Springtown I.S.D.

Dyslexia Plan

 

 

 

2007-2008

 

Table of Contents

 

             I.      Introduction                                                                  3

 

          II.      Definition of Dyslexia                                                 3

 

       III.      Screening for Dyslexia                                       4

 

     IV.      Referral Process                                                           5

 

        V.      Assessment of Dyslexia                                               6

 

     VI.      English Language Learners                                          8

 

  VII.      Committee of Knowledgeable Persons                      9

 

VIII.      Program Entrance Criteria                                           10

 

      IX.      Program Description & Options                                 12

 

         X.      Components of Instruction                                          13

 

      XI.      Timeline                                                                        14

 

   XII.      Program Exit Criteria                                                  14

 

XIII.      Monitoring of Students                                                14

 

XIV.      District Contacts                                                          15

 

 XV.       Flow Chart                                                                  15

 

XVI.      Appendices                                                                   18

 

Introduction

Students who continue to struggle to read, despite conventional or intensified instruction, are provided organized systems of reading support in the state of Texas.  Some students struggle during early reading acquisition.  Others do not struggle until the later grades when they face more complex language demands (i.e. reading textbooks, grammar, etc.).  Some may be non-English speakers who struggle to read in their native language and/or English language learners (ELLs) who struggle to read despite having appropriately developed oral English language.  Many of the struggling readers struggle because of dyslexia.

 

The purpose of this plan related to dyslexia is to provide guidelines for identification and instruction of students with dyslexia.

 

In Texas, the identification and instruction of students with dyslexia and related disorders is mandated and structured by two statutes and one rule.  Texas Education Code §38.003 defines dyslexia and related disorders, mandates testing students for dyslexia and providing instruction for students with dyslexia, and gives the State Board of Education authority to adopt rules and standards to administer testing and instruction.  Chapter 19 of the Texas Administrative Code §74.28 outlines the responsibilities of districts in the delivery of services to students with dyslexia.  Finally, Section 504 of the Rehabilitation Act of 1973 establishes assessment and evaluation standards and procedures for students.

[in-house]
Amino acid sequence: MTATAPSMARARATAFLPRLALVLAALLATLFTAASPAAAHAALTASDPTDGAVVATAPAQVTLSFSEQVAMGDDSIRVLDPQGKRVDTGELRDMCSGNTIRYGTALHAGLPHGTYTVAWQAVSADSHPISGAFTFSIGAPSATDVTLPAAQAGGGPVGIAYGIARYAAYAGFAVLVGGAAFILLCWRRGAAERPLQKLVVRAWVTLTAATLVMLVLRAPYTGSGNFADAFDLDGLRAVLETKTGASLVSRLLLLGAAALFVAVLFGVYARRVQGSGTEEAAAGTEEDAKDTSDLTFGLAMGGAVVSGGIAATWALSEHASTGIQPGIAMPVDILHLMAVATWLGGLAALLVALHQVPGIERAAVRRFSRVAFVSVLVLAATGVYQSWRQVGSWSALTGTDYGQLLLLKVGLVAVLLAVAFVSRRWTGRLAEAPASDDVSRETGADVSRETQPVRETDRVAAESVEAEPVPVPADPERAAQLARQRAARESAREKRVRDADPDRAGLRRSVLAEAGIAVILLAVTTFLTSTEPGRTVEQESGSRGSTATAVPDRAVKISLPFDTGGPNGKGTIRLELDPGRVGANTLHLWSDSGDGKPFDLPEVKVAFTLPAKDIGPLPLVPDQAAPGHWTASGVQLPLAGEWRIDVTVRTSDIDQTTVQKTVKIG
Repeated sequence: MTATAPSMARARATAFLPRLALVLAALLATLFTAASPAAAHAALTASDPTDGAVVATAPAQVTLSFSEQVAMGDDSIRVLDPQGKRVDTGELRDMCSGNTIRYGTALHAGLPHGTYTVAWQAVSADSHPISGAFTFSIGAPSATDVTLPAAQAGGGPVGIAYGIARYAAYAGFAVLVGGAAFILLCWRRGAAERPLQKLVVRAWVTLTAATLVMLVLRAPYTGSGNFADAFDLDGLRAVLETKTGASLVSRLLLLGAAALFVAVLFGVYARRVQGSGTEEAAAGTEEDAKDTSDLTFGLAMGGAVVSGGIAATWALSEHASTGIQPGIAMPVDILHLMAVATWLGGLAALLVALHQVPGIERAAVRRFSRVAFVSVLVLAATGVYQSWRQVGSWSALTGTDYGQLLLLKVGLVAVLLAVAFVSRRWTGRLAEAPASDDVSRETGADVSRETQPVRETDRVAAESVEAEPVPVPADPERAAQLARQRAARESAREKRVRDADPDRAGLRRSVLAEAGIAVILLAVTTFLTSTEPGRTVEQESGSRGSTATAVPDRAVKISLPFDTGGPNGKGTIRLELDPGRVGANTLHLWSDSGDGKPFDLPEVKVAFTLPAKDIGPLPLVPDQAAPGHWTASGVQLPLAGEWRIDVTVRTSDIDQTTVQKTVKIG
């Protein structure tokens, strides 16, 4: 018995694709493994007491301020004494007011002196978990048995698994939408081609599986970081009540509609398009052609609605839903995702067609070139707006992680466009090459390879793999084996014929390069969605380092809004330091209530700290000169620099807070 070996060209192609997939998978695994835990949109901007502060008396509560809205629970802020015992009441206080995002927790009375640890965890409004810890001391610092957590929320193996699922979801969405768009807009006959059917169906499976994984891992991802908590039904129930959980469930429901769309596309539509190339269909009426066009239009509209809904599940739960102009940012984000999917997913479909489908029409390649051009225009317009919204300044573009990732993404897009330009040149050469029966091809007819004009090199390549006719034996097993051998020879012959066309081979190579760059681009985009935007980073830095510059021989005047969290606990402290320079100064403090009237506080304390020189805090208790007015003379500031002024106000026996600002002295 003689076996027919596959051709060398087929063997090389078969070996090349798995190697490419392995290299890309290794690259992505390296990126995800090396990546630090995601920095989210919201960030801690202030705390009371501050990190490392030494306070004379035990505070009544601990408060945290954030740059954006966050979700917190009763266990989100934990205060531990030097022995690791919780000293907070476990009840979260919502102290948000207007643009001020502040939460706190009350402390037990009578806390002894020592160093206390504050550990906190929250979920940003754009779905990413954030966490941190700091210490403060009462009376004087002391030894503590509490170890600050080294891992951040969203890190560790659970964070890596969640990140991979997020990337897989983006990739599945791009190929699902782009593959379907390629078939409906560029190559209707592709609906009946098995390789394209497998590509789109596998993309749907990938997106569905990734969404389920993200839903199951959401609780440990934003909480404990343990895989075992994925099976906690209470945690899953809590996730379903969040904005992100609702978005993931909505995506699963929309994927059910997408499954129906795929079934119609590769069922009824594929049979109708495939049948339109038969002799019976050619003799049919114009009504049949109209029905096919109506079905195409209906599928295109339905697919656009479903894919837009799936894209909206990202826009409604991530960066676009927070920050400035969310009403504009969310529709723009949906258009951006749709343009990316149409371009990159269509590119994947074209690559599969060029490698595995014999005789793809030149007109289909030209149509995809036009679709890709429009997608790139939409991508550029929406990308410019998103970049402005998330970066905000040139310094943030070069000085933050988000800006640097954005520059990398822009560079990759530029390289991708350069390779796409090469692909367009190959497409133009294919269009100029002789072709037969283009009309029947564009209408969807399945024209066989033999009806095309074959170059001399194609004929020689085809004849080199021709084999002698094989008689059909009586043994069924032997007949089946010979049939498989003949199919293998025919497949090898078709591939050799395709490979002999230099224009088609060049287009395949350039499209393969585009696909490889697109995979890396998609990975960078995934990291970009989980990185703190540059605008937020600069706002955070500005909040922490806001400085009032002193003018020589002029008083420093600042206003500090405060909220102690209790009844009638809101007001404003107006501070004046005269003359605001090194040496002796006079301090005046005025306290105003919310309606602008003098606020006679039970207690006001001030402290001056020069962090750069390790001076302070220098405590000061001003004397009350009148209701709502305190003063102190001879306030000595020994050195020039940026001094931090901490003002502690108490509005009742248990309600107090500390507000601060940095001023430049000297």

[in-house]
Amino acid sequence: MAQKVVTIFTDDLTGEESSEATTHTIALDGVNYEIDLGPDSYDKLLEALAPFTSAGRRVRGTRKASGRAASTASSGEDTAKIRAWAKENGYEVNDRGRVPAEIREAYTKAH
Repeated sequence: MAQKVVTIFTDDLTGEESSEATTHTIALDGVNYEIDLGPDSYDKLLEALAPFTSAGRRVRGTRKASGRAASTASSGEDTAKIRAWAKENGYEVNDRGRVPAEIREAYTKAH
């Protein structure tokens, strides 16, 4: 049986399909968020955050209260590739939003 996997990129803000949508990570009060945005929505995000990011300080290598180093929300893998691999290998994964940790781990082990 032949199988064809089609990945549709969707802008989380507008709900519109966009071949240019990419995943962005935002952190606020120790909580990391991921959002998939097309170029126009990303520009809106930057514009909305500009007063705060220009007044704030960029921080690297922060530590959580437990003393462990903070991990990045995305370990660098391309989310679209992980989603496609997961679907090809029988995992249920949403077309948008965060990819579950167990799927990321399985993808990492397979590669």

Definition of Dyslexia

As defined in Texas Education Code §38.003

 

(1) “Dyslexia” means a disorder of constitutional origin manifested by a difficulty in learning to read, write, or spell, despite conventional instruction, adequate intelligence, and sociocultural opportunity.

 

(2)  “Related disorders” includes disorders similar to or related to dyslexia such as developmental auditory imperception, dysphasia, specific developmental dyslexia, developmental dysgraphia, and developmental spelling disability.

 

The definition of the International Dyslexia Association states:

 

Dyslexia is a specific learning disability that is neurological in origin.  It is characterized by difficulties with accurate and/or fluent word recognition and by poor spelling and decoding abilities.  These difficulties typically result from a deficit in the phonological component of language that is often unexpected in relation to other cognitive abilities and the provision of effective classroom instruction.  Secondary consequences may include problems in reading comprehension and reduced reading experience that can impede growth of vocabulary and background knowledge.  (Adopted by the International Dyslexia Board of Directors, November 12, 2002).

 

The primary difficulties of a student identified as having dyslexia occur in phonemic awareness and manipulation, single-word decoding, reading fluency, and spelling.  Secondary consequences of dyslexia may include difficulties in reading comprehension and/or written expression.  These difficulties are unexpected for the student’s age, educational level, or cognitive abilities.  Additionally, there is often a family history of similar difficulties.

 

Screening for Dyslexia

In accordance with TEC §28.006, Springtown ISD administers early reading instruments in kindergarten, first, and second grades to determine students’ reading development and comprehension.  If, on the basis of the reading instrument results, students are determined to be at risk for dyslexia and other reading difficulties, the students’ parents/guardians are notified.  In addition, an accelerated (intensive) reading program that appropriately addresses students’ reading difficulties and enables them to “catch up” with their typically performing peers is implemented.  Should students continue to struggle with reading, writing, and spelling during the intensive reading instruction, then Springtown ISD will initiate procedures to recommend these students for assessment for dyslexia.  The information from the early reading instruments will be one source of information in deciding whether or not to recommend a student for assessment for dyslexia.